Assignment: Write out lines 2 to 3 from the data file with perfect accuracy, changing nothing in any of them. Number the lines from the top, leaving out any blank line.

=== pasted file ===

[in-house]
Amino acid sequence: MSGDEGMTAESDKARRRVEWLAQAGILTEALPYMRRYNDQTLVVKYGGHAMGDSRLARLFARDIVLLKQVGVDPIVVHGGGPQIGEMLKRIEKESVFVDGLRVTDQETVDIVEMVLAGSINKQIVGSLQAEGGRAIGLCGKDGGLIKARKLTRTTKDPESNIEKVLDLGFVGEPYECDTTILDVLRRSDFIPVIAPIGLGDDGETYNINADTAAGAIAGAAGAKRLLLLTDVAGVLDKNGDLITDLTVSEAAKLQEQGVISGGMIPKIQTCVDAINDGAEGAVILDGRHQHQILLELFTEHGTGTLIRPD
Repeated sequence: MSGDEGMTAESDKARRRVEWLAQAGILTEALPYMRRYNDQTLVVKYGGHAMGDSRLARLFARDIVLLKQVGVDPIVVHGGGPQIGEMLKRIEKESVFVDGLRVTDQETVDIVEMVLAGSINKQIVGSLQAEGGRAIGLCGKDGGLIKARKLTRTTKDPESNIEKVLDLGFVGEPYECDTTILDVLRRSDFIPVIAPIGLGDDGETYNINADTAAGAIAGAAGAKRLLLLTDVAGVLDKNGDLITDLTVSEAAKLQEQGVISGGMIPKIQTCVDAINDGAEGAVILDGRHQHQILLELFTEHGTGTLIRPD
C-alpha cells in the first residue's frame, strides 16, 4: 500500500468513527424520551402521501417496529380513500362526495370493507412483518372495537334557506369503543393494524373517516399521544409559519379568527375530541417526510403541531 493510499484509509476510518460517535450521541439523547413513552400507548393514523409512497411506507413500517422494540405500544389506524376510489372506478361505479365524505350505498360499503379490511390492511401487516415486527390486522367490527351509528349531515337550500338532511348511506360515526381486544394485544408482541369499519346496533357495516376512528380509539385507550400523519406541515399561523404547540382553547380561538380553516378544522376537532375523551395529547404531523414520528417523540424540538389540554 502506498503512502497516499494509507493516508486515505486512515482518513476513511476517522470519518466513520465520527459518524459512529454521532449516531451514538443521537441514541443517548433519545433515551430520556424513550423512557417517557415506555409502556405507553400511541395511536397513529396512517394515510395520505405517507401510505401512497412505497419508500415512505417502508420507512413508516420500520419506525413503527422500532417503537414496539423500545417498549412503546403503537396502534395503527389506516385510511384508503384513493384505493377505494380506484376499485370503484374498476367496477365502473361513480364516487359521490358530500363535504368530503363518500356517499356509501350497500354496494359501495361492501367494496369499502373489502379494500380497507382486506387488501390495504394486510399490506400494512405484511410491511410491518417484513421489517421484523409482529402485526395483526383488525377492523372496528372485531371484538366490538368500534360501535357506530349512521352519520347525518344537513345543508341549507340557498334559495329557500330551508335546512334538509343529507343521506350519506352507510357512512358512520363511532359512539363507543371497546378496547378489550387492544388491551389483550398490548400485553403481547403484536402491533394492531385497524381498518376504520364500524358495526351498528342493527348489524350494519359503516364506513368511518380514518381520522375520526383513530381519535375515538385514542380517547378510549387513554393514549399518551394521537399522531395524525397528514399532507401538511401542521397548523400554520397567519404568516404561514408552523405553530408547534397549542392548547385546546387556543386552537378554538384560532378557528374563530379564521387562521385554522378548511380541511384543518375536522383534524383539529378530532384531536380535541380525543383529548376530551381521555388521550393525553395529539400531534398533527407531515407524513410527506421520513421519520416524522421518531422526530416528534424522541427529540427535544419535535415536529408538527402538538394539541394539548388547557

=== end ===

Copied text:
Amino acid sequence: MSGDEGMTAESDKARRRVEWLAQAGILTEALPYMRRYNDQTLVVKYGGHAMGDSRLARLFARDIVLLKQVGVDPIVVHGGGPQIGEMLKRIEKESVFVDGLRVTDQETVDIVEMVLAGSINKQIVGSLQAEGGRAIGLCGKDGGLIKARKLTRTTKDPESNIEKVLDLGFVGEPYECDTTILDVLRRSDFIPVIAPIGLGDDGETYNINADTAAGAIAGAAGAKRLLLLTDVAGVLDKNGDLITDLTVSEAAKLQEQGVISGGMIPKIQTCVDAINDGAEGAVILDGRHQHQILLELFTEHGTGTLIRPD
Repeated sequence: MSGDEGMTAESDKARRRVEWLAQAGILTEALPYMRRYNDQTLVVKYGGHAMGDSRLARLFARDIVLLKQVGVDPIVVHGGGPQIGEMLKRIEKESVFVDGLRVTDQETVDIVEMVLAGSINKQIVGSLQAEGGRAIGLCGKDGGLIKARKLTRTTKDPESNIEKVLDLGFVGEPYECDTTILDVLRRSDFIPVIAPIGLGDDGETYNINADTAAGAIAGAAGAKRLLLLTDVAGVLDKNGDLITDLTVSEAAKLQEQGVISGGMIPKIQTCVDAINDGAEGAVILDGRHQHQILLELFTEHGTGTLIRPD